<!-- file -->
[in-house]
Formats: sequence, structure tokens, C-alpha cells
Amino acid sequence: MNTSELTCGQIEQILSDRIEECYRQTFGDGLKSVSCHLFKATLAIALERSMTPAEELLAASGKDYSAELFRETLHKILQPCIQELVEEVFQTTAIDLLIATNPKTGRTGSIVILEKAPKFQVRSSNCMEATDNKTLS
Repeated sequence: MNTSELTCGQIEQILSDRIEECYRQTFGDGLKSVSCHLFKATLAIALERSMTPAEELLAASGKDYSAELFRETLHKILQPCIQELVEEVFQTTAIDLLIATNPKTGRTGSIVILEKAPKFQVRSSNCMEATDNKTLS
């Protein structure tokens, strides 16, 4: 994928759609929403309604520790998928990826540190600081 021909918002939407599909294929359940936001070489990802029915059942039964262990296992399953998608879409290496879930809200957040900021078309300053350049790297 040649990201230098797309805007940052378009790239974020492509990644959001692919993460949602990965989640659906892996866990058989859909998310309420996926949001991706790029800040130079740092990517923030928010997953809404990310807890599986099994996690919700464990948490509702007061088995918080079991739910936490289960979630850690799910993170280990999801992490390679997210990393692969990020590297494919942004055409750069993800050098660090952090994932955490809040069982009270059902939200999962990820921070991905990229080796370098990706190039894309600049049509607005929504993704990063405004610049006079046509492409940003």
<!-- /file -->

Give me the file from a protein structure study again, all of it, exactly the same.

[in-house]
Formats: sequence, structure tokens, C-alpha cells
Amino acid sequence: MNTSELTCGQIEQILSDRIEECYRQTFGDGLKSVSCHLFKATLAIALERSMTPAEELLAASGKDYSAELFRETLHKILQPCIQELVEEVFQTTAIDLLIATNPKTGRTGSIVILEKAPKFQVRSSNCMEATDNKTLS
Repeated sequence: MNTSELTCGQIEQILSDRIEECYRQTFGDGLKSVSCHLFKATLAIALERSMTPAEELLAASGKDYSAELFRETLHKILQPCIQELVEEVFQTTAIDLLIATNPKTGRTGSIVILEKAPKFQVRSSNCMEATDNKTLS
């Protein structure tokens, strides 16, 4: 994928759609929403309604520790998928990826540190600081 021909918002939407599909294929359940936001070489990802029915059942039964262990296992399953998608879409290496879930809200957040900021078309300053350049790297 040649990201230098797309805007940052378009790239974020492509990644959001692919993460949602990965989640659906892996866990058989859909998310309420996926949001991706790029800040130079740092990517923030928010997953809404990310807890599986099994996690919700464990948490509702007061088995918080079991739910936490289960979630850690799910993170280990999801992490390679997210990393692969990020590297494919942004055409750069993800050098660090952090994932955490809040069982009270059902939200999962990820921070991905990229080796370098990706190039894309600049049509607005929504993704990063405004610049006079046509492409940003």